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God’s Word for You

Luke 21:27-28 your redemption is drawing near

by Pastor Timothy Smith on Wednesday, March 6, 2019

27 At that time they will see ‘the Son of Man coming in a cloud’ with power and great glory.  28 When these things begin to take place, stand up and lift up your heads, because your redemption is drawing near.”

“They” in this case is everyone; all people in the whole world, and in the whole history of the world. The graves will begin to fly open, and the churning, frightful seas will give up their dead (Revelation 20:13). (Is the resuscitation of the sea’s dead perhaps the cause of the noise and clamor of the sea in verse 25?) All mankind will witness the return of Jesus Christ. “Look, he is coming with the clouds, and every eye will see him, even those who pierced him, and all the peoples of the earth will mourn because of him” (Revelation 1:7). How will everyone on earth be able to see the Lord come down from heaven? We will be occupying every spot around the globe, and he will be descending, we presume, to one place, perhaps the Mount of Olives (Zechariah 14:4, although the prophet does not say that Christ will stand “only” on the Mount of Olives). Just as Christ is present everywhere at all times now in his omnipresence (“him who fills everything in every way,” Ephesians 1:23), so too he can arrange to be seen by all people at the same time. Surely if he is making everything new (Revelation 21:5) he makes the laws of the nature of the hereafter, which are different than the laws of the here and now.

Jesus commands us: “Stand up and lift up your heads!” These words remind us of the great Advent hymn of the Old Testament:

  “Lift up your heads, O you gates;
  be lifted up, you ancient doors,
  that the King of glory may come in.
  Who is this King of glory?
  The LORD strong and mighty,
  the LORD mighty in battle.” (Psalm 24:7-8)

During Jesus’ first coming, the gates of the old Jerusalem were commanded to look up and lift up their heads. Now Jesus says that at his second coming, the people of the new Jerusalem, that is the whole Christian Church, are also commanded to look up and lift up their heads. The Lord’s words remind us that his coming will take place when people are not expecting him. Some will be lying down, sleeping: “On that night, two people will be in one bed; one will be taken and the other left” (Luke 17:34). Other people will be working at their jobs: “Two women will be grinding together; one will be taken and the other left” (Luke 17:35), or: “Two men will be in the field; one will be taken and the other left” (Matthew 24:40). Jesus will come when no one expects him, but he will certainly come.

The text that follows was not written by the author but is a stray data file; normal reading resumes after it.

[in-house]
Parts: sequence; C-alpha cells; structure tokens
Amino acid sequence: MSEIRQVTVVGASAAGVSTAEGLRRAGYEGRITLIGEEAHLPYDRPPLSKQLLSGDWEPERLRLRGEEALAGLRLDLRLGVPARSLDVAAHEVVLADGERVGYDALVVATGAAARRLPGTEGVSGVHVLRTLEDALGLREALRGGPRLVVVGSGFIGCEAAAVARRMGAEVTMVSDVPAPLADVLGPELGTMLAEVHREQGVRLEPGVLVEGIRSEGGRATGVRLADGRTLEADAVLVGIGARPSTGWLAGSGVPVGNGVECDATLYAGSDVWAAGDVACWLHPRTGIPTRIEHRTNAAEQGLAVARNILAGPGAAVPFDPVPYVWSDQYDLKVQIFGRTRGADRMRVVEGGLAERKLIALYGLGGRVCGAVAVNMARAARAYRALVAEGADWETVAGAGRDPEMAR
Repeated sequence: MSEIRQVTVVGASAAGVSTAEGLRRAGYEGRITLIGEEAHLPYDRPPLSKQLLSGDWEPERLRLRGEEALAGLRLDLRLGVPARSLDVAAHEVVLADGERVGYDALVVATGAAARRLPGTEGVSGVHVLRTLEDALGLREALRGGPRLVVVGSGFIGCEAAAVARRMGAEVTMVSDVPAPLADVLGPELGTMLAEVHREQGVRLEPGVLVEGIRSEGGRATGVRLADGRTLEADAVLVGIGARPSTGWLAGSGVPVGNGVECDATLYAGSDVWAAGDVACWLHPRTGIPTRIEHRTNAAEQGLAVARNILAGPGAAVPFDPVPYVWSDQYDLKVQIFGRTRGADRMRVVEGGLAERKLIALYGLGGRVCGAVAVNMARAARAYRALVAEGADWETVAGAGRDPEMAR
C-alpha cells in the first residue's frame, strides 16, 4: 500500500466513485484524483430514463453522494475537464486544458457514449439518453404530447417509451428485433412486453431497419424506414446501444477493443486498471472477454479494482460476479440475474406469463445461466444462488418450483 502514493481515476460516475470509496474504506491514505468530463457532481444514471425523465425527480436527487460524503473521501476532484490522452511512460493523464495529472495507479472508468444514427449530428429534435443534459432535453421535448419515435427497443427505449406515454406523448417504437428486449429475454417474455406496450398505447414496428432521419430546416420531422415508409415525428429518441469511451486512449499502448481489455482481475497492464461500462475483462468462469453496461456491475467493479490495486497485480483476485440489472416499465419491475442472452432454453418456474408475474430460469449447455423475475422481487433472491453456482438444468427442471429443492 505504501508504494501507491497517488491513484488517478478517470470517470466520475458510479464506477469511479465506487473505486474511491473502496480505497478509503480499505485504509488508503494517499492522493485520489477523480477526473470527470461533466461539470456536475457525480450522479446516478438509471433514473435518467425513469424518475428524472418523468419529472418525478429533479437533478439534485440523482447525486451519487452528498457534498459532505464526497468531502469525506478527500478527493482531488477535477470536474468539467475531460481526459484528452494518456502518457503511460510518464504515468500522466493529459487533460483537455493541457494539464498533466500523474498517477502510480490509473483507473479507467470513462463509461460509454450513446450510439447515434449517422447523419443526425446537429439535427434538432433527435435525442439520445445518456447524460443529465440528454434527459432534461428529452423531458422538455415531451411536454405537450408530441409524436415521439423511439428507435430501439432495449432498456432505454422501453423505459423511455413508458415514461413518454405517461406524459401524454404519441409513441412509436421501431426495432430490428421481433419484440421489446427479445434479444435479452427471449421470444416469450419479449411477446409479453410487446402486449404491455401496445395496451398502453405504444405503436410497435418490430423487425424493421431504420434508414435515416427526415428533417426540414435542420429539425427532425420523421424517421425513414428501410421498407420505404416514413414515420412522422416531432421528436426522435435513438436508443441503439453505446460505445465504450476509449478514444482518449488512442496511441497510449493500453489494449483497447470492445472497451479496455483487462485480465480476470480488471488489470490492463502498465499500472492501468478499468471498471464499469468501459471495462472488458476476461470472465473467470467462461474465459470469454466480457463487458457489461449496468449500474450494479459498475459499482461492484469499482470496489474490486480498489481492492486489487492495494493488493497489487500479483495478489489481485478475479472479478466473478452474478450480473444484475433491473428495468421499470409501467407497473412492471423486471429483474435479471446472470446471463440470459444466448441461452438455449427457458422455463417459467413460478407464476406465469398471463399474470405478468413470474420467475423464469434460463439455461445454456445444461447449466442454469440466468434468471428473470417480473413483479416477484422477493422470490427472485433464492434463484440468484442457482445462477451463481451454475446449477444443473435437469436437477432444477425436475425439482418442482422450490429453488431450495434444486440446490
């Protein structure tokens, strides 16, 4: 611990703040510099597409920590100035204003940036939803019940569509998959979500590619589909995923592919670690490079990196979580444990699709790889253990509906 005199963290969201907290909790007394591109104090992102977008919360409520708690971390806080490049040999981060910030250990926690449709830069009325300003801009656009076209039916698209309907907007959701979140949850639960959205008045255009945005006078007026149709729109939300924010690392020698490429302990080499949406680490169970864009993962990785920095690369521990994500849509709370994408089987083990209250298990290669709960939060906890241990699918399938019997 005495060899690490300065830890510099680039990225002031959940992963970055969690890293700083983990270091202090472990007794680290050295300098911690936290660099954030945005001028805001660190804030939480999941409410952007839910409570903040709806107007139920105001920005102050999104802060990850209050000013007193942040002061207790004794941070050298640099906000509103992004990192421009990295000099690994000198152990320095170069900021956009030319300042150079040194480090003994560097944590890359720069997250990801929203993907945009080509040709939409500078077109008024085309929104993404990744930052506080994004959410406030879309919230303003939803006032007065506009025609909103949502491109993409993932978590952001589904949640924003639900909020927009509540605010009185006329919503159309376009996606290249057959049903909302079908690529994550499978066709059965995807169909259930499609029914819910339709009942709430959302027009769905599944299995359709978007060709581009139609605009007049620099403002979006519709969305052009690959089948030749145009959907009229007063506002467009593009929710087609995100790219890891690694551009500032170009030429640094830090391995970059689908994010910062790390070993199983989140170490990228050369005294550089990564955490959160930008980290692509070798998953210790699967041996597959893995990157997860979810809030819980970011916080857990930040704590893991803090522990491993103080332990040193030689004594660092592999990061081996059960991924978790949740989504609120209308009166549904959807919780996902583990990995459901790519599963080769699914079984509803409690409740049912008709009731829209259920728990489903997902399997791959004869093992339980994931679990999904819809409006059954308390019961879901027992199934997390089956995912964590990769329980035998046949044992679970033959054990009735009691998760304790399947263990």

More than this, most of the people who have ever lived will be dead. Yet they are also commanded: “Stand up and lift up your heads!” This is the call to rise from the dead, when “the Lord himself will come down from heaven, with a loud command, with the voice of the archangel and with the trumpet call of God, and the dead in Christ will rise first” (1 Thessalonians 4:16). The graves will be opened, and all those who have ever died will stand, living, on the earth to be judged by Christ. It will not matter how they died or how they were buried. The buried will rise, the drowned will emerge, those devoured, whether by flames or something else, will reappear, remade by God even as fire itself is unmade. Ashes and dust will spin together in a little whirlwind of reanimation and the bodies of all mankind will be reunited with their souls—our souls—to listen for what will come while the world is consumed. “The voice of the LORD strikes with flashes of lightning. The voice of the LORD shakes the desert; the LORD shakes the Desert of Kadesh. The voice of the LORD twists the oaks and strips the forests bare. And in his temple all cry, “Glory!” The LORD sits enthroned over the flood; the LORD is enthroned as King forever.” (Psalm 29:7-10)

Our redemption will be drawing near, but our redemption has already been assured. We have been bought back from our slavery to sin and death, and by the love and kindness of God we have been made his children, the children of the resurrection, who will live with him for all eternity.

In Christ,
Pastor Timothy Smith

Pastor Tim SmithAbout Pastor Timothy Smith
Pastor Smith serves St. Paul’s Lutheran Church in New Ulm, Minnesota. His wife, Kathryn, attended the Chapel from 1987-1990 while studying Secondary Education (Theater and Math) at UW-Madison. Kathryn’s father, John Meyer, was also the first man to serve as a Vicar at Chapel.

To receive God’s Word for You via e-mail, please contact Pastor Smith.



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